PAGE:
Week in review
Compiled by SHARON KENNEDY WYNNE
© St. Petersburg Times, published December 3, 2000
Recount plea is too late, board rules
BROOKSVILLE -- All this talk of hanging chads and recounts had one former Hernando County School Board candidate wondering if his 1990 race might have turned out differently if he had challenged the count.
But the key evidence -- the ballots -- lay shredded and buried somewhere in a landfill.
That was just one of the reasons Hernando County's Canvassing Board rejected former School Board candidate Mike Frazier's request last week to recount the votes.
Another reason was simple math.
There were 11,138 ballots cast in the 1990 Democratic primary. Nancy Gordon, who won the primary and who served until 1994 on the School Board, received 6,945 votes. Frazier received 3,318 votes. There were another 875 votes that were not marked, marked for both candidates or not read by the machine.
Even if all 875 disallowed votes had been given to Frazier, County Judge Peyton Hyslop reasoned, it would not have affected the outcome.
City manager joins long line of ousted officials
CRYSTAL RIVER -- When David Sallee won the job as Crystal River city manager, he had the mistaken impression from the city's own ad that it had employed two managers since 1985.
After getting the job and learning the truth -- that Sallee, 60, is the seventh manager in the past decade in addition to the five interim managers during that period -- Sallee said he knew better than to purchase a house.
That turned out to have been prescient.
With little explanation and against considerable public sentiment, the City Council voted Monday not to renew Sallee's two-year contract, which expires in June.
Ray Wallace, one the three council members who voted against Sallee, held his real estate decision against him, noting that Sallee rents and questioned his dedication.
"I haven't seen him show that effort that he wants to be part of this city."
Tampa Bay quest for Olympics finally detailed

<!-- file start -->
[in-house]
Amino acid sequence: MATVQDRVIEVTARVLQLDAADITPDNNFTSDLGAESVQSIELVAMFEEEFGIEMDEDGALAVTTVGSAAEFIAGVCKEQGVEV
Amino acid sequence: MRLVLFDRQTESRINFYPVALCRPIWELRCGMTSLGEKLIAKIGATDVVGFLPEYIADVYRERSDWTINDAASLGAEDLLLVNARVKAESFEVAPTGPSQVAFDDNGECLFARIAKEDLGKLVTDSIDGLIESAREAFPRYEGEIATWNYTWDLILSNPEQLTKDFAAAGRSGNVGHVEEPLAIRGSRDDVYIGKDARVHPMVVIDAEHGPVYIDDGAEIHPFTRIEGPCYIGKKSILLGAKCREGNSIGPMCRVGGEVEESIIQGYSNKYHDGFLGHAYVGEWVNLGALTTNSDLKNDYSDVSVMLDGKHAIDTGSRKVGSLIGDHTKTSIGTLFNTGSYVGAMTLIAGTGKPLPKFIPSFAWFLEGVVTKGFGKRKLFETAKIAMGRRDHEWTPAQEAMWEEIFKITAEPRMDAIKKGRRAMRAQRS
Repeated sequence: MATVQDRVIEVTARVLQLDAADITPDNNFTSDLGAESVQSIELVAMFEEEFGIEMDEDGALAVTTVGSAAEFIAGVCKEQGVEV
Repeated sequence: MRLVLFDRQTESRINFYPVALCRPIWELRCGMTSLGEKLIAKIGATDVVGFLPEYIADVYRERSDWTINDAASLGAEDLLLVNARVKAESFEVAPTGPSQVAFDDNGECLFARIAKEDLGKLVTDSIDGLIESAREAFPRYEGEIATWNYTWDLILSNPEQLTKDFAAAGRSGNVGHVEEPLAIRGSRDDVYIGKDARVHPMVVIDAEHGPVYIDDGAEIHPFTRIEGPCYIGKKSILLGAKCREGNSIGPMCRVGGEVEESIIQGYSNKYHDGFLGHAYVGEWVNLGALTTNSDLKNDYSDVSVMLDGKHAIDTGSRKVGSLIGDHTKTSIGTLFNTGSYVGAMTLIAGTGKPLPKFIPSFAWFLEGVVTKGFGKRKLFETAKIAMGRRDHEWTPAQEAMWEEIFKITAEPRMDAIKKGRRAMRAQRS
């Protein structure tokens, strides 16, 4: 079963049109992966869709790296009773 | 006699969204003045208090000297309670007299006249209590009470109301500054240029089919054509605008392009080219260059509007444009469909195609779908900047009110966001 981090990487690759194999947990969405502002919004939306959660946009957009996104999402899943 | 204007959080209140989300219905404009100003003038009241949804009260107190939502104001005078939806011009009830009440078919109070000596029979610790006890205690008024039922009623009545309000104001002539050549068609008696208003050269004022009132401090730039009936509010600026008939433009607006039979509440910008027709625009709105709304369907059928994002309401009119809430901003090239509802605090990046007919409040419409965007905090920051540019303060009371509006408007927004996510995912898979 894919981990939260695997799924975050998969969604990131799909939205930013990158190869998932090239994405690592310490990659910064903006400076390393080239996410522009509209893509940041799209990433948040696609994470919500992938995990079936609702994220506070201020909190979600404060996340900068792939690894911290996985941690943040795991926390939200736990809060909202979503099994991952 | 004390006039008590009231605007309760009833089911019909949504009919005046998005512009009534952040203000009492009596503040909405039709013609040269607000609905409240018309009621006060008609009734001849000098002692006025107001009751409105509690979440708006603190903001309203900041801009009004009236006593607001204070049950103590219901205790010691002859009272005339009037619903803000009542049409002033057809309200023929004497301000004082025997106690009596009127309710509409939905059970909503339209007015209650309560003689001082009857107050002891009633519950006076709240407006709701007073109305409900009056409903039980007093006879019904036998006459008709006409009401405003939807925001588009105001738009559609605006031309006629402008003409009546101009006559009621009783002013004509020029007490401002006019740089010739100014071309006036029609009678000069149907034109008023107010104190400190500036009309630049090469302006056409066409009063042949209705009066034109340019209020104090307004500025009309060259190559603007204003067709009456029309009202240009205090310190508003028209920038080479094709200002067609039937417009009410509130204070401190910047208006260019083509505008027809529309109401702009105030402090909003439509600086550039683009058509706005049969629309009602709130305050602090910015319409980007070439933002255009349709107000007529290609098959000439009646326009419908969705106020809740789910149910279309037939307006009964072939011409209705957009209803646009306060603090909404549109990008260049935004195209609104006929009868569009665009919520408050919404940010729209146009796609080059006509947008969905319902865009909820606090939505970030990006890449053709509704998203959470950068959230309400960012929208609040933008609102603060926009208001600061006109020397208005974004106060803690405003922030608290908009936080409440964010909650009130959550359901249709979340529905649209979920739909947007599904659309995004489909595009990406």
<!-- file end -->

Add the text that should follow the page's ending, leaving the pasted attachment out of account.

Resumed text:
TAMPA -- Representatives of Florida 2012 pulled back the curtain on Olympic plans last week, revealing a vision that would cost more than $700-million.
As expected, the local group trying to bring the Olympics to Florida proposed a 110,000-seat Olympic stadium to replace Central Park Village, a deteriorating housing complex.
The group also proposed building an Olympic Village on the site of what is now North Boulevard Homes and Mary Bethune Hi-Rise, two other old public housing complexes. Florida 2012 officials also announced hopes of buying Tampa Park, a housing development between downtown and Ybor City, and converting it to park space.
The stadium would cost $270-million and would be turned over to the University of South Florida's football team.
The massive renewal plan that would include the Olympic Village could cost $500-million, Florida 2012 president Ed Turanchik said.
Seven other cities are joining Tampa in the bidding to become the U.S. candidate in the international competition to host the games.
Manatee count reaches a record in Citrus waters
CRYSTAL RIVER -- A federal biologist on Tuesday found a record number of manatees in Citrus County waterways, a favored winter home of the endangered sea cows.
Joyce Kleen, who counts manatees for the U.S. Fish and Wildlife Service, found 383 manatees in an aerial review. The previous record, from December 1997, was 369.
As Gulf temperatures cool below 70 degrees, manatees head inland to enjoy the warmer waters found in Citrus rivers and canals.